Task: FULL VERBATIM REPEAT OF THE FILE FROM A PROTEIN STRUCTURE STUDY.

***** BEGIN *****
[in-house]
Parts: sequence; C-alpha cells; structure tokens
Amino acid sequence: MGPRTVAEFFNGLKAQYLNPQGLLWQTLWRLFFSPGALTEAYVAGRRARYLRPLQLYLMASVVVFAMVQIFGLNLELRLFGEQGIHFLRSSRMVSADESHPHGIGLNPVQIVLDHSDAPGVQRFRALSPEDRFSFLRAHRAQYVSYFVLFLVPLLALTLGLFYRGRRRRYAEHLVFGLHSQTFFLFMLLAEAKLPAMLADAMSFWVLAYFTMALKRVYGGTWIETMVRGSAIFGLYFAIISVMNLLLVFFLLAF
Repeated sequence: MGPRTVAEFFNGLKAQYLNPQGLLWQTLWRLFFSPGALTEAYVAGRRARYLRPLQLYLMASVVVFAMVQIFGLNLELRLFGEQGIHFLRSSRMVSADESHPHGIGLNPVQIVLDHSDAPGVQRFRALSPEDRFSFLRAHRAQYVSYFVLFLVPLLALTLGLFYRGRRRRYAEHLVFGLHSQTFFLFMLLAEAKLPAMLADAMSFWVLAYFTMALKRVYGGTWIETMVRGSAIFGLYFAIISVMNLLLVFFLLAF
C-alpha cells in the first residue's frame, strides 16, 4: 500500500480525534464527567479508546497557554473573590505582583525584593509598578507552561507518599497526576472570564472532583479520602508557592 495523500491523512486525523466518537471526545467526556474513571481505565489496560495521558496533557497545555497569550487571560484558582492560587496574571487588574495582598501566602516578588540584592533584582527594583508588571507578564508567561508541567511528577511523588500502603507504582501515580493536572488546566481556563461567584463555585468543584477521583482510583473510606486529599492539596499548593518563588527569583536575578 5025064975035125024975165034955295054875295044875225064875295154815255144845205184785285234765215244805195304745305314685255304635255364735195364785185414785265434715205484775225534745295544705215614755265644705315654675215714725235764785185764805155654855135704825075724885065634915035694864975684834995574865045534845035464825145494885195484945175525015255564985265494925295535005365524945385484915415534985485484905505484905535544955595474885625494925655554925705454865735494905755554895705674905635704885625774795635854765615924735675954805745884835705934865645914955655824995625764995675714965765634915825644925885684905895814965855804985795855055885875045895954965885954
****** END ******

[in-house]
Parts: sequence; C-alpha cells; structure tokens
Amino acid sequence: MGPRTVAEFFNGLKAQYLNPQGLLWQTLWRLFFSPGALTEAYVAGRRARYLRPLQLYLMASVVVFAMVQIFGLNLELRLFGEQGIHFLRSSRMVSADESHPHGIGLNPVQIVLDHSDAPGVQRFRALSPEDRFSFLRAHRAQYVSYFVLFLVPLLALTLGLFYRGRRRRYAEHLVFGLHSQTFFLFMLLAEAKLPAMLADAMSFWVLAYFTMALKRVYGGTWIETMVRGSAIFGLYFAIISVMNLLLVFFLLAF
Repeated sequence: MGPRTVAEFFNGLKAQYLNPQGLLWQTLWRLFFSPGALTEAYVAGRRARYLRPLQLYLMASVVVFAMVQIFGLNLELRLFGEQGIHFLRSSRMVSADESHPHGIGLNPVQIVLDHSDAPGVQRFRALSPEDRFSFLRAHRAQYVSYFVLFLVPLLALTLGLFYRGRRRRYAEHLVFGLHSQTFFLFMLLAEAKLPAMLADAMSFWVLAYFTMALKRVYGGTWIETMVRGSAIFGLYFAIISVMNLLLVFFLLAF
C-alpha cells in the first residue's frame, strides 16, 4: 500500500480525534464527567479508546497557554473573590505582583525584593509598578507552561507518599497526576472570564472532583479520602508557592 495523500491523512486525523466518537471526545467526556474513571481505565489496560495521558496533557497545555497569550487571560484558582492560587496574571487588574495582598501566602516578588540584592533584582527594583508588571507578564508567561508541567511528577511523588500502603507504582501515580493536572488546566481556563461567584463555585468543584477521583482510583473510606486529599492539596499548593518563588527569583536575578 5025064975035125024975165034955295054875295044875225064875295154815255144845205184785285234765215244805195304745305314685255304635255364735195364785185414785265434715205484775225534745295544705215614755265644705315654675215714725235764785185764805155654855135704825075724885065634915035694864975684834995574865045534845035464825145494885195484945175525015255564985265494925295535005365524945385484915415534985485484905505484905535544955595474885625494925655554925705454865735494905755554895705674905635704885625774795635854765615924735675954805745884835705934865645914955655824995625764995675714965765634915825644925885684905895814965855804985795855055885875045895954965885954